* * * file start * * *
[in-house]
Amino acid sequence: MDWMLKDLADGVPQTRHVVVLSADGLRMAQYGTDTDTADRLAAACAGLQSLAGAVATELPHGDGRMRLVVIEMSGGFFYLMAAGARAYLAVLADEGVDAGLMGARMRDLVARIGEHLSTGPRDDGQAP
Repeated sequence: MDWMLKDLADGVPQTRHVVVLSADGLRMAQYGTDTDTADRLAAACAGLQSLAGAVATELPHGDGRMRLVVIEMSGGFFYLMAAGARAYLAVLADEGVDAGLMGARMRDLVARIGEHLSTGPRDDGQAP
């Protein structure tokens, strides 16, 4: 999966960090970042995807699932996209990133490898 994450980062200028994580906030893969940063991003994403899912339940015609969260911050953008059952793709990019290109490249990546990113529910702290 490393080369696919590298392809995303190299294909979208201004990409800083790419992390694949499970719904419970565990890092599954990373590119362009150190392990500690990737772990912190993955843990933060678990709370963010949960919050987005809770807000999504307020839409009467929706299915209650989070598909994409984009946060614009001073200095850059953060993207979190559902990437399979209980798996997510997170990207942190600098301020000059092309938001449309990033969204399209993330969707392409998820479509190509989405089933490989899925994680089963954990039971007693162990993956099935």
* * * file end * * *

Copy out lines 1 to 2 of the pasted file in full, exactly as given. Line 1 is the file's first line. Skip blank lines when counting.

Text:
[in-house]
Amino acid sequence: MDWMLKDLADGVPQTRHVVVLSADGLRMAQYGTDTDTADRLAAACAGLQSLAGAVATELPHGDGRMRLVVIEMSGGFFYLMAAGARAYLAVLADEGVDAGLMGARMRDLVARIGEHLSTGPRDDGQAP